I had such a lack of curiosity when I was inside,” Haggis said. “It’s stunning to me, because I’m such a curious person.” He said that he had been “somewhere between uninterested in looking and afraid of looking.” His life was comfortable, he liked his circle of friends, and he didn’t want to upset the balance. It was also easy to dismiss people who quit the church. As he put it, “There’s always disgruntled folks who say all sorts of things.” He was now ashamed of this willed myopia, which, he noted, clashed with what he understood to be the ethic of Scientology: “Hubbard says that there is a relationship between knowledge, responsibility, and control, and as soon as you know something you have a responsibility to act. And, if you don’t, shame on you.
This story is incredibly fascinating. We actually lived practically down the street from the Hollywood Scientology Center (where the exclusive celebrity center is). For awhile we lived with a defector and another one of his roommates was currently involved in Scientology.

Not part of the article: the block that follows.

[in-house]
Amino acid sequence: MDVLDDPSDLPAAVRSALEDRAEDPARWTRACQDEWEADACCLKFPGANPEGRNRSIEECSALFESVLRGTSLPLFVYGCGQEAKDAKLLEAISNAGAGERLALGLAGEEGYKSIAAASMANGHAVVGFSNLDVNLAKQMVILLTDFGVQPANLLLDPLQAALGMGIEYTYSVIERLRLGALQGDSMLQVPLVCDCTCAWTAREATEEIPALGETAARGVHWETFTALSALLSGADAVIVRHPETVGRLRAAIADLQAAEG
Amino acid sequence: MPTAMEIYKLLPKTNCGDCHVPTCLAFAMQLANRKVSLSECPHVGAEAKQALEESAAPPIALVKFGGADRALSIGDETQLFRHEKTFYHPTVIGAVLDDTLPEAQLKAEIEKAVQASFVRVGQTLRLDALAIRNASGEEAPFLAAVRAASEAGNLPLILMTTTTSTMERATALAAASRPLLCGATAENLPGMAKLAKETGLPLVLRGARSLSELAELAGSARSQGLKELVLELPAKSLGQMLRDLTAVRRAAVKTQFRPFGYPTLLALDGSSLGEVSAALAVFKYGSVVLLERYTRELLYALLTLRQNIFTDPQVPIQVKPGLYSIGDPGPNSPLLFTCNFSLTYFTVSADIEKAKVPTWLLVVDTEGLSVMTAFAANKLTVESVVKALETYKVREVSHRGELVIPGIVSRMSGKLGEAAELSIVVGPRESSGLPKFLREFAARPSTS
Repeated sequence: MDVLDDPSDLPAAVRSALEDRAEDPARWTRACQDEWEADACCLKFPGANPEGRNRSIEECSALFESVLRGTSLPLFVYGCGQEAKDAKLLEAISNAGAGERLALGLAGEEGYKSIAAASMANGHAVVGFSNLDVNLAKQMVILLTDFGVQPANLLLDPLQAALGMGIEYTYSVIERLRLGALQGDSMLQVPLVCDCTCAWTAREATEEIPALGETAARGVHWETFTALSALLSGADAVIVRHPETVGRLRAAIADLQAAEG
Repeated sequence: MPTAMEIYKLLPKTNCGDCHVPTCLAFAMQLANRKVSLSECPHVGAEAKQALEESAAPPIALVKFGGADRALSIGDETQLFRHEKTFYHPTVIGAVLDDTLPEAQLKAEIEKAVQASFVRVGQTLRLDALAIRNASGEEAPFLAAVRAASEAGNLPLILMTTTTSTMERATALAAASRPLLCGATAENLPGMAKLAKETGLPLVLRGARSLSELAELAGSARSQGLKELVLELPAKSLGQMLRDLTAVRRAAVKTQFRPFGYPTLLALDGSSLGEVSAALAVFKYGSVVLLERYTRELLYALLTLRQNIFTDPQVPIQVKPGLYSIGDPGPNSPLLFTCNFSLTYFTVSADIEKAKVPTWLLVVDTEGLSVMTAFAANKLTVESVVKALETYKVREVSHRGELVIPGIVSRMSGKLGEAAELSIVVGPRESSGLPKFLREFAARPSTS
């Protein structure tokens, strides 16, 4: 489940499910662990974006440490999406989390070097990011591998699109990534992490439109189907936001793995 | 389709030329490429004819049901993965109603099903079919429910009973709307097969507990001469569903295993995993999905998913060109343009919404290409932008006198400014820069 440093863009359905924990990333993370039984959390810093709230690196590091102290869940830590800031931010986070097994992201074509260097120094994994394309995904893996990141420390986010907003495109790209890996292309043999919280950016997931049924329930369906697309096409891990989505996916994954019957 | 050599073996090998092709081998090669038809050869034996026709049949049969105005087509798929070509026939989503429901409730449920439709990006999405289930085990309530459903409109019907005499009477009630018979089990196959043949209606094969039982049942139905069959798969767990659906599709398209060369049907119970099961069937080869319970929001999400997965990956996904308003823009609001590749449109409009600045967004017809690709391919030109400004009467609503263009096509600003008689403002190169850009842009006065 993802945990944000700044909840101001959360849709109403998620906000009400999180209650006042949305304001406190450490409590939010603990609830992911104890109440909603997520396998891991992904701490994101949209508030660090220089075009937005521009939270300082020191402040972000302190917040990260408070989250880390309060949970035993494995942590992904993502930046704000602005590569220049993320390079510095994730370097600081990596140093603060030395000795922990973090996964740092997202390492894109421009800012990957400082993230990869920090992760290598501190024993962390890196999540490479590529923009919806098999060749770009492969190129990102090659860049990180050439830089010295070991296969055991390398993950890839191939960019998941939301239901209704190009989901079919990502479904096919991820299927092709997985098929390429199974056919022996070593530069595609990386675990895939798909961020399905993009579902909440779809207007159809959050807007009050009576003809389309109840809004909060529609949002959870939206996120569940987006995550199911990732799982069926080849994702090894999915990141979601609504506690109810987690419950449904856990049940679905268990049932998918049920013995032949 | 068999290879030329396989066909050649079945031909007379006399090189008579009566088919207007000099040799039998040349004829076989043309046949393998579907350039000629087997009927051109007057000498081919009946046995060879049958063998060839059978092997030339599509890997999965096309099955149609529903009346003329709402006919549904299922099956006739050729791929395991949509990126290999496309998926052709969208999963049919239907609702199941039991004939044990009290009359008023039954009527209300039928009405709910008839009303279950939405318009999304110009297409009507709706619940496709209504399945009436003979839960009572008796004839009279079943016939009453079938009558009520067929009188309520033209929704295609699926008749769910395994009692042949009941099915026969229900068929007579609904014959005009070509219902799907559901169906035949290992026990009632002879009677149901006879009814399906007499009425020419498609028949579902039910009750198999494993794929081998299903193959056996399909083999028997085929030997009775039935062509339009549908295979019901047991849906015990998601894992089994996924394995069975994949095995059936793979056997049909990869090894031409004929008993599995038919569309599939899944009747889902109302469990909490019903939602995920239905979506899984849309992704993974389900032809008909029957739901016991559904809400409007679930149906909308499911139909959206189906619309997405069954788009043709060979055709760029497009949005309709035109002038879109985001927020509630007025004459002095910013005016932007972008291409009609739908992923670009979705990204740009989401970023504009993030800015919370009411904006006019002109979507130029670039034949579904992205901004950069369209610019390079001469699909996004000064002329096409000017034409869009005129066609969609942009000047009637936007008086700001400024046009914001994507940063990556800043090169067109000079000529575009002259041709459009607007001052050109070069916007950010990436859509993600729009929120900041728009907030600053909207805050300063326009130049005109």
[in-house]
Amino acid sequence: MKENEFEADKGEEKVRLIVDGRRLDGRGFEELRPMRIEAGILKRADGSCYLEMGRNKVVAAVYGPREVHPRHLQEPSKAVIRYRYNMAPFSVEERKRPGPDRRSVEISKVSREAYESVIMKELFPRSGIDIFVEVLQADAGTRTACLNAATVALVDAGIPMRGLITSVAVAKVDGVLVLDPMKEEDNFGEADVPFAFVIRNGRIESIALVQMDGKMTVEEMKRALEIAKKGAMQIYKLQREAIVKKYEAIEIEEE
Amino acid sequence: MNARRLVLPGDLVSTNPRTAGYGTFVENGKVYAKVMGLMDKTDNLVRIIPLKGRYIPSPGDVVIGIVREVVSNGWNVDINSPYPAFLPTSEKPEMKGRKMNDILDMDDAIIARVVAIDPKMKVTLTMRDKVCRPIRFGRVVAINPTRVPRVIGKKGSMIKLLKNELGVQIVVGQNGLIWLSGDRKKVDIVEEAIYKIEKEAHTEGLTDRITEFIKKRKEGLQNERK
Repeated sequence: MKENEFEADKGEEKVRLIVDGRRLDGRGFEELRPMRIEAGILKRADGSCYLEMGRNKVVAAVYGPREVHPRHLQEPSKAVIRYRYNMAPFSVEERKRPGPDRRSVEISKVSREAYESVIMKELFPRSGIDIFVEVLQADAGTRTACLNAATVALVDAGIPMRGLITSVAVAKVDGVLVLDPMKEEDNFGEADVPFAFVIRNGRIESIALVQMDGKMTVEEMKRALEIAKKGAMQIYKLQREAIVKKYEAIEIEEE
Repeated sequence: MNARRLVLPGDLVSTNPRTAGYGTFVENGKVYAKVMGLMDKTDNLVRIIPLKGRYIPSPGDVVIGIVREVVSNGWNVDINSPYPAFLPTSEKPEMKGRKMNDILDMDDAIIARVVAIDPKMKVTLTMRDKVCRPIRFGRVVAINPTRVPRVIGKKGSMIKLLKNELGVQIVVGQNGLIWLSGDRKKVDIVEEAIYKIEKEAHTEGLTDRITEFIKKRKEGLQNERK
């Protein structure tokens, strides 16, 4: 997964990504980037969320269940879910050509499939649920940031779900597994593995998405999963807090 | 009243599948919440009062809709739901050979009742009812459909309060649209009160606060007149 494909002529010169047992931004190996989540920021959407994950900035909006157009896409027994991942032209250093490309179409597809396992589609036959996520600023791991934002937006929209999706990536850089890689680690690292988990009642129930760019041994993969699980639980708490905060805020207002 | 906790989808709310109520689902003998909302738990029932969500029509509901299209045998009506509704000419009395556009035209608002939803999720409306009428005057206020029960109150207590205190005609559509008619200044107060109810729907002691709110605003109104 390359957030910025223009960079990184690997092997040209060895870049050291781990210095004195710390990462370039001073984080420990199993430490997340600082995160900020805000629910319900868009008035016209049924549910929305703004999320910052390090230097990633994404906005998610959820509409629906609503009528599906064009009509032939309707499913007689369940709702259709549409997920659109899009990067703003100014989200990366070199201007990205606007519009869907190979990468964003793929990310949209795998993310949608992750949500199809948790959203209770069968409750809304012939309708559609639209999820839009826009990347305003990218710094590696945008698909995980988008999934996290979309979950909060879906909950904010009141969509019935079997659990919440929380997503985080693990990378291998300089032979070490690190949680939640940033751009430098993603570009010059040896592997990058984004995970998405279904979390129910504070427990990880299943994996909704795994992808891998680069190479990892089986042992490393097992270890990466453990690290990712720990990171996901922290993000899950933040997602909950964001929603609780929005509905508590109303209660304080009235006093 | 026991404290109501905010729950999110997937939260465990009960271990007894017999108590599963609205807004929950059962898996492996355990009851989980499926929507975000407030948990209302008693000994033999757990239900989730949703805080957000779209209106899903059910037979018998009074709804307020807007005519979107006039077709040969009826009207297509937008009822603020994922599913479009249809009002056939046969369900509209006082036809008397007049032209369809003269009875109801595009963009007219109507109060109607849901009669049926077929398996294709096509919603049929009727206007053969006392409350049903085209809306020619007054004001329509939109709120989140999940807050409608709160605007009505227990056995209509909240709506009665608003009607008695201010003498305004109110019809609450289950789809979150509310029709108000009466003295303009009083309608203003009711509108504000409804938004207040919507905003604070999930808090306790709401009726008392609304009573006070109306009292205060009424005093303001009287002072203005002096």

The most interesting part of this to me though, is how much of Haggis’ experiences parallel mine…but in Evangelical Charismatic Christianity. I extracted that quote above because I have often said something very similar to people I know who were never Christians (or not of my tradition) and just don’t understand how I could have experienced what I did and not only stayed but been complicit. Interestingly, I bet most religious people I know (not only Christians) would read this and say “well, that was YOUR tradition, MY version of Christianity isn’t like that”. Or, “That’s Scientology, they’re an evil cult, Christianity is NOTHING like that.”